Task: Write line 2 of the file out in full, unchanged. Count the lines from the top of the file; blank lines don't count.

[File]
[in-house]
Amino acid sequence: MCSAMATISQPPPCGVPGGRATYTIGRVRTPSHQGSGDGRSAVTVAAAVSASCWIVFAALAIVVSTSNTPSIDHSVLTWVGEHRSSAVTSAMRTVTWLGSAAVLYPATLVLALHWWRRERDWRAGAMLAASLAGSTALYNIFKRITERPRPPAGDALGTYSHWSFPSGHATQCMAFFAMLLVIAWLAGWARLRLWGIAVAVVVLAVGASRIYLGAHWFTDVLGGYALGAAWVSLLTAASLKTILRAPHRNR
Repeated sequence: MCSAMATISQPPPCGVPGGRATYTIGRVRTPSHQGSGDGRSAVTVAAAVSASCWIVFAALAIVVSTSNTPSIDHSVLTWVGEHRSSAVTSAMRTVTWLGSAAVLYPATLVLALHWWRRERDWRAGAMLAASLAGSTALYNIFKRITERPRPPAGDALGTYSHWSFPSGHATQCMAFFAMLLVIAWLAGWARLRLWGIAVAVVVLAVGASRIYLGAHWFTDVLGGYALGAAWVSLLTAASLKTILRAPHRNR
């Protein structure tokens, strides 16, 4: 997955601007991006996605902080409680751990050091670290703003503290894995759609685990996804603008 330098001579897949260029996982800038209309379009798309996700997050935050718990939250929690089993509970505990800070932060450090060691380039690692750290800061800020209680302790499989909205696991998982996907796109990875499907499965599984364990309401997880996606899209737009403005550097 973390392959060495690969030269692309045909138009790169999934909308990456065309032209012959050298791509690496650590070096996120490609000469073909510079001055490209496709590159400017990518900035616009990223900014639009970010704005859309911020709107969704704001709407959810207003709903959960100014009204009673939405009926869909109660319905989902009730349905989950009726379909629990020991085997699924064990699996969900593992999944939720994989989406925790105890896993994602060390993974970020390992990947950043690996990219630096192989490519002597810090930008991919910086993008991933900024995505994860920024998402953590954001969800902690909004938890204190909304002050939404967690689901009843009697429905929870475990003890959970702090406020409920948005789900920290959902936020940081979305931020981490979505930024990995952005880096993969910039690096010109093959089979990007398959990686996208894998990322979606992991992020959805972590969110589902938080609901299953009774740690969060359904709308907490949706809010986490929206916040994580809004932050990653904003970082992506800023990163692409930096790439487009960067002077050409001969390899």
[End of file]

Amino acid sequence: MCSAMATISQPPPCGVPGGRATYTIGRVRTPSHQGSGDGRSAVTVAAAVSASCWIVFAALAIVVSTSNTPSIDHSVLTWVGEHRSSAVTSAMRTVTWLGSAAVLYPATLVLALHWWRRERDWRAGAMLAASLAGSTALYNIFKRITERPRPPAGDALGTYSHWSFPSGHATQCMAFFAMLLVIAWLAGWARLRLWGIAVAVVVLAVGASRIYLGAHWFTDVLGGYALGAAWVSLLTAASLKTILRAPHRNR